During World War I, there were persistent rumors that German soldiers had crucified a Canadian soldier on a tree or barn door with bayonets or combat knives. The event was initially reported in 1915 by Private George Barrie of the 1st Canadian Division. Two investigations, one a post-war official investigation, and the other an independent investigation by the Canadian Broadcasting Corporation, concluded that there was no evidence to support the story. However, British documentary maker Iain Overton in 2001 published an article claiming that the story was true, identifying the soldier as Harry Band. Overton's article was the basis for a 2002 episode of the Channel 4 documentary show Secret History.
Crucifixion is still used as a rare method of execution in some countries. The punishment of crucifixion (șalb) imposed in Islamic law is variously interpreted as exposure of the body after execution, crucifixion followed by stabbing in the chest, or crucifixion for three days, survivors of which are allowed to live.
Several people have been executed by crucifixion in Saudi Arabia in the 2000s, although on occasion they were first beheaded and then crucified. Most recently, in March 2013, a robber was set to be executed by being crucified for three days. However, the method was changed.
Ali Mohammed Baqir al-Nimr was arrested in 2012 when he was 17 years old for taking part in an anti-government protests in Saudi Arabia during the Arab Spring. In May 2014, Ali al-Nimr was sentenced to be publicly beheaded and crucified.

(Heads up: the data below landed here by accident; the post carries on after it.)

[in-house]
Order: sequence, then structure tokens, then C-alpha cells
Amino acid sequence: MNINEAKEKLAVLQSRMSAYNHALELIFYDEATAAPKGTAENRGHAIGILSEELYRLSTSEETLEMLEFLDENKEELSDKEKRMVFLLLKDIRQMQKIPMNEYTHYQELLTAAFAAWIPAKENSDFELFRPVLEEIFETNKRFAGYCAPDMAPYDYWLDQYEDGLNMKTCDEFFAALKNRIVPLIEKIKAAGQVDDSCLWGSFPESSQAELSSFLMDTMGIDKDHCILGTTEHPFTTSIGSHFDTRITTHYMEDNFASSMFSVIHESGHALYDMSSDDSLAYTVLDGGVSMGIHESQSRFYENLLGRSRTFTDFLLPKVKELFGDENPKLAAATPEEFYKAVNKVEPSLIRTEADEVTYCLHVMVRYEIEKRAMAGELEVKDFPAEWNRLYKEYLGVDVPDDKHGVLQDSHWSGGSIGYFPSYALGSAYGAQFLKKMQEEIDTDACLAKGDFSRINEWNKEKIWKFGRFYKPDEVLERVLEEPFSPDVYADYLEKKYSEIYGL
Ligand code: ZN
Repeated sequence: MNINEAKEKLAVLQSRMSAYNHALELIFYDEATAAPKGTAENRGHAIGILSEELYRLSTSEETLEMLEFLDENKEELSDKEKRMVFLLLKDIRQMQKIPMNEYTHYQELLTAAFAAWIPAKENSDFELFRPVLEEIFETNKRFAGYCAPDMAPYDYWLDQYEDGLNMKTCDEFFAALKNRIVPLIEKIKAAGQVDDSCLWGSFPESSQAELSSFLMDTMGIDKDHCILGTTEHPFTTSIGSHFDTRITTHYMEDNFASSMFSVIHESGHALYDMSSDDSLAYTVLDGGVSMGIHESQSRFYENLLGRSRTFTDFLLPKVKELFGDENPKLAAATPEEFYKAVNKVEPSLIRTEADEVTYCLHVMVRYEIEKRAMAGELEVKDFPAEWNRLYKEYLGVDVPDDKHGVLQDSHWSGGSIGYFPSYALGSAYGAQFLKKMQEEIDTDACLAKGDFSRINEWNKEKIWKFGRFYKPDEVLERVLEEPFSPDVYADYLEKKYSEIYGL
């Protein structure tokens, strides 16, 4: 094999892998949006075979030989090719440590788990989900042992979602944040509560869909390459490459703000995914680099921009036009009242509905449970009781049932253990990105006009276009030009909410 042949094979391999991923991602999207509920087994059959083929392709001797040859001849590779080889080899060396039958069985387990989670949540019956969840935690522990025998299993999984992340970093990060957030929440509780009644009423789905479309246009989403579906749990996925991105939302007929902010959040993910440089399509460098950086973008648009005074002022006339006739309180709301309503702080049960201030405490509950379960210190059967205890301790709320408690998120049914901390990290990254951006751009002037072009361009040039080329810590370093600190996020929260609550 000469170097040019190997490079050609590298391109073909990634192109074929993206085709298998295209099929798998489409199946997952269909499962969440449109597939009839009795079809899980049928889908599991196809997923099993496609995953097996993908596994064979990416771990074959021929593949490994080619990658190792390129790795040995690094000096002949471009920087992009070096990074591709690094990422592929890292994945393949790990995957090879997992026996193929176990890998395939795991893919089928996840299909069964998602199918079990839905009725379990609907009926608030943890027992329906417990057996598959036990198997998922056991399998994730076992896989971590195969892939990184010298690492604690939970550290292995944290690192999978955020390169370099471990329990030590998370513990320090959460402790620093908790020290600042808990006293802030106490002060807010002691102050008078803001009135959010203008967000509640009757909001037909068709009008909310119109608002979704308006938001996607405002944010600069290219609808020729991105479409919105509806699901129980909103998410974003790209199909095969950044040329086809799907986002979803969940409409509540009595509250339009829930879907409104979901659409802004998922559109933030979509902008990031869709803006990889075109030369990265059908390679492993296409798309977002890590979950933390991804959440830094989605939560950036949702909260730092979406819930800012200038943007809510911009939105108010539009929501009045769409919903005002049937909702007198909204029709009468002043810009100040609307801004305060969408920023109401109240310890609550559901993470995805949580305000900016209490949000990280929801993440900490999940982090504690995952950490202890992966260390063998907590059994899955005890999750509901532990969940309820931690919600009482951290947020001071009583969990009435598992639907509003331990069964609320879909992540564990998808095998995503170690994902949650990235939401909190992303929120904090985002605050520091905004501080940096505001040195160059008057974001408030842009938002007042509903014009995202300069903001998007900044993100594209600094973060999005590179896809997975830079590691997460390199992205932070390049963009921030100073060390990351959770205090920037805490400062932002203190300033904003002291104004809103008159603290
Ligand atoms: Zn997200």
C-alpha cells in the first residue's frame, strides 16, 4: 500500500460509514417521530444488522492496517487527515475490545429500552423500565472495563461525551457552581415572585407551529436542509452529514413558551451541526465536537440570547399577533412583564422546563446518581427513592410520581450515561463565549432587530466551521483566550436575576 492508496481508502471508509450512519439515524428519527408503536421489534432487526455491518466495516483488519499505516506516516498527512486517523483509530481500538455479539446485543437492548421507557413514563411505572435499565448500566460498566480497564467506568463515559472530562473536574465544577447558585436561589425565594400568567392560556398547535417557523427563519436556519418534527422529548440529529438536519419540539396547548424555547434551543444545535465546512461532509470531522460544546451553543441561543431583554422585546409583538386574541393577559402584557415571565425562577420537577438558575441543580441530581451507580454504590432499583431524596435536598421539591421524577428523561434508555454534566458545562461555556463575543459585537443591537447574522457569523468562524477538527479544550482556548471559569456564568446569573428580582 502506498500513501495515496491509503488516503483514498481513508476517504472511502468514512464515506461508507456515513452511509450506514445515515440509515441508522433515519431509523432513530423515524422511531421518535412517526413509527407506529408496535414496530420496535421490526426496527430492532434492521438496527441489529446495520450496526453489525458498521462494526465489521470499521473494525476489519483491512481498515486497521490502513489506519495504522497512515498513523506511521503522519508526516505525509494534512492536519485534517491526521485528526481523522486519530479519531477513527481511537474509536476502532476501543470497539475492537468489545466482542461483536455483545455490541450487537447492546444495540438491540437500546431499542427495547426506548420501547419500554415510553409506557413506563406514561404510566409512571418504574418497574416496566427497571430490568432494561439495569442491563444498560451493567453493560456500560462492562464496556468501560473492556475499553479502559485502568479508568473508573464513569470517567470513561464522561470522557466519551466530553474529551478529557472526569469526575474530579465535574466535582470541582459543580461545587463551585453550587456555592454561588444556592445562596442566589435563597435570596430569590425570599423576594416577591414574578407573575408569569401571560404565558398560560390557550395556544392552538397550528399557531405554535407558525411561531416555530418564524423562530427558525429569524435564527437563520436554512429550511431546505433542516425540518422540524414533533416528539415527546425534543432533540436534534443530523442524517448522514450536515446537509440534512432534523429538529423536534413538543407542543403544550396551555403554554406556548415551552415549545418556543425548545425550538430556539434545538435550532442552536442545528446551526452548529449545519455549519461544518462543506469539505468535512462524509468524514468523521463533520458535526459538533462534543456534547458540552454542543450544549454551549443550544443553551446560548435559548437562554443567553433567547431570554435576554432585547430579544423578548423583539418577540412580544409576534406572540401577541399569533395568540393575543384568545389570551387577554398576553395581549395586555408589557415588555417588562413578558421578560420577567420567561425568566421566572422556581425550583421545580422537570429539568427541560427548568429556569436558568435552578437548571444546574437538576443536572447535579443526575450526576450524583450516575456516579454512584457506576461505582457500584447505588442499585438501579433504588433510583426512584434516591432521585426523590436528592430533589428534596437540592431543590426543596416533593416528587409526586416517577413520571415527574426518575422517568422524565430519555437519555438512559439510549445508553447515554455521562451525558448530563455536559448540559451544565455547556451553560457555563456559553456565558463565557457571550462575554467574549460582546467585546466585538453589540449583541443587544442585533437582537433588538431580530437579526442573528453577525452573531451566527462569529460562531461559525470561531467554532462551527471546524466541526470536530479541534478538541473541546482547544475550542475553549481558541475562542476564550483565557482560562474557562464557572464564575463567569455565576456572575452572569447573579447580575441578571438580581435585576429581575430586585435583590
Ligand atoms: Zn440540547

Theoretically, crucifixion is still one of the Hadd punishments in Iran. If a crucified person were to survive three days of crucifixion, that person would be allowed to live. Execution by hanging is described as follows: "In execution by hanging, the prisoner will be hung on a hanging truss which should look like a cross, while his (her) back is toward the cross, and (s)he faces the direction of Mecca [in Saudi Arabia], and his (her) legs are vertical and distant from the ground."
Sudan's penal code, based upon the government's interpretation of shari'a, includes execution followed by crucifixion as a penalty. When, in 2002, 88 people were sentenced to death for crimes relating to murder, armed robbery, and participating in ethnic clashes, Amnesty International wrote that they could be executed by either hanging or crucifixion.
On 5 February 2015 The United Nations Committee on the Rights of the Child (CRC) reported that the Islamic State of Iraq and the Levant (ISIL) has committed "several cases of mass executions of boys, as well as reports of beheadings, crucifixions of children and burying children alive."
On 30 April 2014 Islamic extremists carried out a total of seven public executions in Raqqa, northern Syria. The pictures, originally posted to Twitter by a student at Oxford University, were retweeted by a Twitter account owned by a known member of the Islamic State of Iraq and the Levant (ISIL) causing major media outlets to incorrectly attribute the crucifixions to the militant group. In most of these cases of "crucifixion" the victims are shot first then their bodies are displayed but there have also been reports of "crucifixion" preceding shootings or decapitations as well as a case where a man was said to have been "crucified alive for eight hours" with no indication of whether he died.
Other terrorist incidents